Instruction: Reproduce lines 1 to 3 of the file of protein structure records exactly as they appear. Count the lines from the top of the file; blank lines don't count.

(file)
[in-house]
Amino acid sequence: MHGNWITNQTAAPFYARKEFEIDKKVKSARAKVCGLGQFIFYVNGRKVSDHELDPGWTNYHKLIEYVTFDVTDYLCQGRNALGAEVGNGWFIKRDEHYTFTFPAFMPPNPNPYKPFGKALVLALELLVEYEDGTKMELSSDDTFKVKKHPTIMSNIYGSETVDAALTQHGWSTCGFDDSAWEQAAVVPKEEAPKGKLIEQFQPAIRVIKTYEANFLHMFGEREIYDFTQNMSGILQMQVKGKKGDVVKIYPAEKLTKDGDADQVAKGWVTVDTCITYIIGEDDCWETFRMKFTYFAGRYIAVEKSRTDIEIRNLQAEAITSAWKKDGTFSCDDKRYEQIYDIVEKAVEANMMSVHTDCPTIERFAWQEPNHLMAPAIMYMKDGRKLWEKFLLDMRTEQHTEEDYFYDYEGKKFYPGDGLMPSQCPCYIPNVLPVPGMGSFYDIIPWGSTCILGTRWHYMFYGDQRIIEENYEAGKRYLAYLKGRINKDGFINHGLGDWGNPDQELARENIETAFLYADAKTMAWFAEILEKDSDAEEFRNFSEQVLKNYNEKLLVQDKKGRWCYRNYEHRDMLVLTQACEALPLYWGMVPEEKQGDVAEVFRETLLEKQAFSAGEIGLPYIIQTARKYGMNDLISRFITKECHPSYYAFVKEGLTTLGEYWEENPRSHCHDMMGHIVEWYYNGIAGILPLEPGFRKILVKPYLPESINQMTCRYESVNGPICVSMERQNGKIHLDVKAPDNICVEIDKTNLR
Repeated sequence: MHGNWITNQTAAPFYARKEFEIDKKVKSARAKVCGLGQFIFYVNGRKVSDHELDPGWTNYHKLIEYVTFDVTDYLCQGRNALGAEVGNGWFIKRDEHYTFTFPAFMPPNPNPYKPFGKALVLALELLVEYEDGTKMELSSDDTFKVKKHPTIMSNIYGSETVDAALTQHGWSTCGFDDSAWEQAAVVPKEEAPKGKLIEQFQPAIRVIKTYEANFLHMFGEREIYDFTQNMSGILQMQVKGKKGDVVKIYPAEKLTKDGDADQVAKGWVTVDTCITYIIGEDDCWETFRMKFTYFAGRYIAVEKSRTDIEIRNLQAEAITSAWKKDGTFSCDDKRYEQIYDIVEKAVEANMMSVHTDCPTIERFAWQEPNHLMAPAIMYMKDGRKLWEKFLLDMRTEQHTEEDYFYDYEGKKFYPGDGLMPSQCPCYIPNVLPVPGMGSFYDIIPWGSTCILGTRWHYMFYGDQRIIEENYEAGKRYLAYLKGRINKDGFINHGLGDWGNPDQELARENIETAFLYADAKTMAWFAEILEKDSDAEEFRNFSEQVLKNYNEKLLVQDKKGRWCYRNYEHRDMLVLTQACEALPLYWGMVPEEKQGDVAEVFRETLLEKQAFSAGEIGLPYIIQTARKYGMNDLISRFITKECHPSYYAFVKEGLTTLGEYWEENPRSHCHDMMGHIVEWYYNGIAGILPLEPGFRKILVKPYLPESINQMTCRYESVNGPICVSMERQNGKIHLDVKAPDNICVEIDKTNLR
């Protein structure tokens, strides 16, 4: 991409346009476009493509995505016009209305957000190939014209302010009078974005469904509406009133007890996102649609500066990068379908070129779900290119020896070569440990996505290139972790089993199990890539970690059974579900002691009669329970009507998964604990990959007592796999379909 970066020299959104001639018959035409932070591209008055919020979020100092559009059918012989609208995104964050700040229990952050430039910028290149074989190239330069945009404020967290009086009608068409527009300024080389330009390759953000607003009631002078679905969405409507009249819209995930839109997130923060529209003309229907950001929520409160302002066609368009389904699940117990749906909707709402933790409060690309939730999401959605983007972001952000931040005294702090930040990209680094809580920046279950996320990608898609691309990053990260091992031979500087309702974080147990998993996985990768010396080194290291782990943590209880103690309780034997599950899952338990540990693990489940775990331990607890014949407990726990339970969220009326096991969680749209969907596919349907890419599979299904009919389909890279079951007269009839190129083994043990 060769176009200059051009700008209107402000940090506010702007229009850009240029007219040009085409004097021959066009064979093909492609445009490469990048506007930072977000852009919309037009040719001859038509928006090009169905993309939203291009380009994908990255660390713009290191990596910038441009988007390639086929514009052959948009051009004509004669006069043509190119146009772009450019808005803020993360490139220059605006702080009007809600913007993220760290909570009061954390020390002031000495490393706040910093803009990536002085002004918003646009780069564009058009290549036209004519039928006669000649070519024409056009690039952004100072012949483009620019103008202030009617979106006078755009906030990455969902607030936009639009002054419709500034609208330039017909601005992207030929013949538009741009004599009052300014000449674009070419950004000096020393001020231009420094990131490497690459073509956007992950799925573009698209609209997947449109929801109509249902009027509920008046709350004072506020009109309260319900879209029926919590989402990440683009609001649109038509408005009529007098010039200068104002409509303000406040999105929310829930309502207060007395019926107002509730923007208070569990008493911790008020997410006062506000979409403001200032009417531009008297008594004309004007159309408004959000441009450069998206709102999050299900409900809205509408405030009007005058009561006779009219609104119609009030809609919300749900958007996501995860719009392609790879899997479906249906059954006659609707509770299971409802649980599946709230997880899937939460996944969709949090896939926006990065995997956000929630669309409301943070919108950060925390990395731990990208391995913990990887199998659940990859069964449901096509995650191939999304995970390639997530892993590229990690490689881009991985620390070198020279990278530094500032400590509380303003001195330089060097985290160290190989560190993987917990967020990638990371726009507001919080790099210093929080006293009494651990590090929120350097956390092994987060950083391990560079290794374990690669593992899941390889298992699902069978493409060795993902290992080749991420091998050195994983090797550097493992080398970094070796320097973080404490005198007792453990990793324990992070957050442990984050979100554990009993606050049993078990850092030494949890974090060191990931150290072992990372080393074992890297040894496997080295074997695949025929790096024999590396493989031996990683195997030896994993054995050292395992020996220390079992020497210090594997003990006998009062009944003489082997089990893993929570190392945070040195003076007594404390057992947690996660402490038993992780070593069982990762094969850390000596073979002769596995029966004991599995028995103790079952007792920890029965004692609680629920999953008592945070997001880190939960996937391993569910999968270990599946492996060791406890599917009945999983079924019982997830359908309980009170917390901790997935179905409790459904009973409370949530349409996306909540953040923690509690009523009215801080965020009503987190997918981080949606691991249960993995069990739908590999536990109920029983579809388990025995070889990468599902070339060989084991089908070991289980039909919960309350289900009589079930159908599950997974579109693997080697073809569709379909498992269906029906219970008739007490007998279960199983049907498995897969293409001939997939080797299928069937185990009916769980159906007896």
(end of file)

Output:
[in-house]
Amino acid sequence: MHGNWITNQTAAPFYARKEFEIDKKVKSARAKVCGLGQFIFYVNGRKVSDHELDPGWTNYHKLIEYVTFDVTDYLCQGRNALGAEVGNGWFIKRDEHYTFTFPAFMPPNPNPYKPFGKALVLALELLVEYEDGTKMELSSDDTFKVKKHPTIMSNIYGSETVDAALTQHGWSTCGFDDSAWEQAAVVPKEEAPKGKLIEQFQPAIRVIKTYEANFLHMFGEREIYDFTQNMSGILQMQVKGKKGDVVKIYPAEKLTKDGDADQVAKGWVTVDTCITYIIGEDDCWETFRMKFTYFAGRYIAVEKSRTDIEIRNLQAEAITSAWKKDGTFSCDDKRYEQIYDIVEKAVEANMMSVHTDCPTIERFAWQEPNHLMAPAIMYMKDGRKLWEKFLLDMRTEQHTEEDYFYDYEGKKFYPGDGLMPSQCPCYIPNVLPVPGMGSFYDIIPWGSTCILGTRWHYMFYGDQRIIEENYEAGKRYLAYLKGRINKDGFINHGLGDWGNPDQELARENIETAFLYADAKTMAWFAEILEKDSDAEEFRNFSEQVLKNYNEKLLVQDKKGRWCYRNYEHRDMLVLTQACEALPLYWGMVPEEKQGDVAEVFRETLLEKQAFSAGEIGLPYIIQTARKYGMNDLISRFITKECHPSYYAFVKEGLTTLGEYWEENPRSHCHDMMGHIVEWYYNGIAGILPLEPGFRKILVKPYLPESINQMTCRYESVNGPICVSMERQNGKIHLDVKAPDNICVEIDKTNLR
Repeated sequence: MHGNWITNQTAAPFYARKEFEIDKKVKSARAKVCGLGQFIFYVNGRKVSDHELDPGWTNYHKLIEYVTFDVTDYLCQGRNALGAEVGNGWFIKRDEHYTFTFPAFMPPNPNPYKPFGKALVLALELLVEYEDGTKMELSSDDTFKVKKHPTIMSNIYGSETVDAALTQHGWSTCGFDDSAWEQAAVVPKEEAPKGKLIEQFQPAIRVIKTYEANFLHMFGEREIYDFTQNMSGILQMQVKGKKGDVVKIYPAEKLTKDGDADQVAKGWVTVDTCITYIIGEDDCWETFRMKFTYFAGRYIAVEKSRTDIEIRNLQAEAITSAWKKDGTFSCDDKRYEQIYDIVEKAVEANMMSVHTDCPTIERFAWQEPNHLMAPAIMYMKDGRKLWEKFLLDMRTEQHTEEDYFYDYEGKKFYPGDGLMPSQCPCYIPNVLPVPGMGSFYDIIPWGSTCILGTRWHYMFYGDQRIIEENYEAGKRYLAYLKGRINKDGFINHGLGDWGNPDQELARENIETAFLYADAKTMAWFAEILEKDSDAEEFRNFSEQVLKNYNEKLLVQDKKGRWCYRNYEHRDMLVLTQACEALPLYWGMVPEEKQGDVAEVFRETLLEKQAFSAGEIGLPYIIQTARKYGMNDLISRFITKECHPSYYAFVKEGLTTLGEYWEENPRSHCHDMMGHIVEWYYNGIAGILPLEPGFRKILVKPYLPESINQMTCRYESVNGPICVSMERQNGKIHLDVKAPDNICVEIDKTNLR